The next day Peter herself would forget this mandate and spend an hour running her fingers through the tips of the waves, only to return to the ship and swagger importantly about the deck.
"Can't you sew me something from Hook's clothes, Wendy?"
"You may sew it yourself," said Wendy firmly. One of the girls had betrayed Peter's secret.
Of course, Peter sulked and scoffed and chose in the end to try the garments on as they were. Mostly they hung on her frame ridiculously, but there was one dress that nearly fit, and that was almost her undoing.
It was Wendy who found Peter arguing with her own shadow, where it was cast on the wall of Hook's cabin.
"I don't look like that!" Peter was shouting, hands on her hips. "I won't!"
"Peter," said the unwise Wendy.
Peter's whole body shook as she tried to free herself from the dress, as though it were a fishing net that she had found herself tangled in. She had pulled her arms clear when she spun around and glowered at Wendy from beneath her short chestnut curls.
In that moment Wendy had the queer inside-out feeling that she herself was a grown up woman playing at being a girl.
"Here, Peter," she said. "I'll help you with the buttons."
When Peter flew back to number 14, meaning to bar the window and make Wendy believe that her parents had forgotten their children, she saw Mrs Darling asleep in the nursery chair.
Peter crouched on the window ledge and could not bring herself to move, either to step into the room or to launch herself into the air once more.
For the first and only time, Mrs Darling's shadow, creased and wavering in the lamplight, looked older than the woman herself. We can't blame it for this. It, too, was exhausted with sorrow and with waiting.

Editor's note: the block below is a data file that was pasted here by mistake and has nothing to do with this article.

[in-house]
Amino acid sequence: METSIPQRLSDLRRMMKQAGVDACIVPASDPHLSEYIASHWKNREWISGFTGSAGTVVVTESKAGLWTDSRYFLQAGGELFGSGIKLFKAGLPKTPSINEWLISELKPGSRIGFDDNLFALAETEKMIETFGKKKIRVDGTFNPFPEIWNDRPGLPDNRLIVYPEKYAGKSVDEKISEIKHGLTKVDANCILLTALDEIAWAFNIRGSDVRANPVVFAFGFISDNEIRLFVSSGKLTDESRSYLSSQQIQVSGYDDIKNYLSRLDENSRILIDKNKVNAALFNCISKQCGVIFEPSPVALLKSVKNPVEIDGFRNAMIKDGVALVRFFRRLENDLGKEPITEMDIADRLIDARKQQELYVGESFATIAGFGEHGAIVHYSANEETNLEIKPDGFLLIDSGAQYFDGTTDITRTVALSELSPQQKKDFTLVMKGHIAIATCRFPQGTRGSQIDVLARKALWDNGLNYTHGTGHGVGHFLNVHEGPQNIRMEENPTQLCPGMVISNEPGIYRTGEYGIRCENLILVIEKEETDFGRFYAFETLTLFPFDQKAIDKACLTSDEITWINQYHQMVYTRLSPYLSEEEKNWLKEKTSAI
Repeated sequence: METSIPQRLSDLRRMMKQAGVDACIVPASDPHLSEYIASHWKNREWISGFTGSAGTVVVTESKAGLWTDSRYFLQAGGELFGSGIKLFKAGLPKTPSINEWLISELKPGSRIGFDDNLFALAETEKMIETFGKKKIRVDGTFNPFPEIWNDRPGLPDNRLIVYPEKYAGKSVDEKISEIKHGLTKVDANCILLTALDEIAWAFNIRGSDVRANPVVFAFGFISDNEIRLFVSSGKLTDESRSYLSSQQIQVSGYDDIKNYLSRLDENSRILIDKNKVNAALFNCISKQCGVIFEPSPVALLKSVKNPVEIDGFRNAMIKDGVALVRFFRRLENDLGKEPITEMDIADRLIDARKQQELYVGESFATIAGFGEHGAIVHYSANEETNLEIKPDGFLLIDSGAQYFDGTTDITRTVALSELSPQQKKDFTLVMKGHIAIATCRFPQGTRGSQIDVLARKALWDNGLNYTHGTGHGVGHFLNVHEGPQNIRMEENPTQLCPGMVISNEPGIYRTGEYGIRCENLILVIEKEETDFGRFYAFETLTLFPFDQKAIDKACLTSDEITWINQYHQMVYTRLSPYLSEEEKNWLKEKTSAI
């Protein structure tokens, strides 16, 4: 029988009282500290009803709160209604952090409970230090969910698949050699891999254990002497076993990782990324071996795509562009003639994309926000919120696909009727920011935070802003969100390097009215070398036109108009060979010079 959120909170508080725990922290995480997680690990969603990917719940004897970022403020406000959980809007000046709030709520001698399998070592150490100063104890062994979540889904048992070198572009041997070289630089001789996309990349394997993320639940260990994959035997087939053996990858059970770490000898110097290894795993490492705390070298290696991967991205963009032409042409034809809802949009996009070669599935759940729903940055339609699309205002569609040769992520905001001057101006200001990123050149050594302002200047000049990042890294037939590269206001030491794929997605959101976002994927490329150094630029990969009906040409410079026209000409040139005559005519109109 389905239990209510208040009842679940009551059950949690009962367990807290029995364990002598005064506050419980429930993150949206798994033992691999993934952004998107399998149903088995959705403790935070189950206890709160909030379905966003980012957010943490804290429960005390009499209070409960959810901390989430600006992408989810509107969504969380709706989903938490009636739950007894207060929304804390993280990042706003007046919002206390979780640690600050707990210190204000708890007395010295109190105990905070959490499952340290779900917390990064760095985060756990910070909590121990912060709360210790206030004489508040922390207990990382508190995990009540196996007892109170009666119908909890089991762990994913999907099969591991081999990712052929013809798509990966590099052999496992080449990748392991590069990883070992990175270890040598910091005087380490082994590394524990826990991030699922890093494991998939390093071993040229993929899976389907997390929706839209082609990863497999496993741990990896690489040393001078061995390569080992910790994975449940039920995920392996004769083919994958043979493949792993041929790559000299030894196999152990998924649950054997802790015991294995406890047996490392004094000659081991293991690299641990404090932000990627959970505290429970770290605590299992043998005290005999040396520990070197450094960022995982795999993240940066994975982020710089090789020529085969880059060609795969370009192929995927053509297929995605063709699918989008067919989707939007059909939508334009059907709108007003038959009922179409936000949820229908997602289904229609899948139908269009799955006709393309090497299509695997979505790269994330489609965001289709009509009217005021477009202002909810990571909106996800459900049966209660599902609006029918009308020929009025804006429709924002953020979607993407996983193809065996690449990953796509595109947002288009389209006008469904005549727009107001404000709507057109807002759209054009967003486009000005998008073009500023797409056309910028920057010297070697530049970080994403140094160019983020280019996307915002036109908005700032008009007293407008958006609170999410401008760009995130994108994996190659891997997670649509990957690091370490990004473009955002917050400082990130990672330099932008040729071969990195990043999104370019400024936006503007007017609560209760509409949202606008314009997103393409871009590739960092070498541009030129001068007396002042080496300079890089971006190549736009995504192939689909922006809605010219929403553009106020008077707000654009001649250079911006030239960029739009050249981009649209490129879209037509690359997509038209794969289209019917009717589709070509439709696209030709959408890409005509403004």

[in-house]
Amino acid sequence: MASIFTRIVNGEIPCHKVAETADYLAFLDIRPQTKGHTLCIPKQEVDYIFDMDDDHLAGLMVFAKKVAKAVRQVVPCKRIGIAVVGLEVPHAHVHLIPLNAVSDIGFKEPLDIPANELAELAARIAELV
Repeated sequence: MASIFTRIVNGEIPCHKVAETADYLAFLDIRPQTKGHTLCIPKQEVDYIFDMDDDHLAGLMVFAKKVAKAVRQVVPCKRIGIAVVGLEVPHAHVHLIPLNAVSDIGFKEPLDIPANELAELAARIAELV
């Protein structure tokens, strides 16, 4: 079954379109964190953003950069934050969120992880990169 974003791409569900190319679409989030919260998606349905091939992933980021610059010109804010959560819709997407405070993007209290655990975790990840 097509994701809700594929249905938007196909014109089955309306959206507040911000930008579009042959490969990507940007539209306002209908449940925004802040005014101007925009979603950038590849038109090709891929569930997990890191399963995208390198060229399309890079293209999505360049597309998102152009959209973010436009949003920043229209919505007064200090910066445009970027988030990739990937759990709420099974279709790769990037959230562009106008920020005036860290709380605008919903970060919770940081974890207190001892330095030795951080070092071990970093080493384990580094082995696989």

Mrs Darling had the youthfulness of truly deep sleep. The elusive kiss lurked at the corner of her mouth, which was also her daughter's mouth, and Peter's forehead tingled.
"We can't both have her," said Peter, to this vision of Wendy's future.
Or perhaps she was seeing Wendy herself. After all, Peter Pan was the kind of girl who was endlessly distracted by new adventures, and never kept track of the time. So although she believed that she'd flown straight to Wendy and John and Michael's window, she might have spent years gossiping among the youngest stars, or playing tricks on the mermaids of the ocean, and forgotten all about it.
It doesn't really matter, though. Does it?
Much later, when she was a woman grown, Wendy would remember them like this:
Hook with her golden hair streaming in the wind, her iron hook hungry for the bite, the blade of her sword vibrating with the memory of having struck Peter's and forced the girl back a few steps, almost to the plank.
And Peter's star-filled eyes gone wide as she fought for balance, Peter teetering on the edge, teetering, teetering.
Peter always and forever in the moment before the fall, gay and innocent and heartless.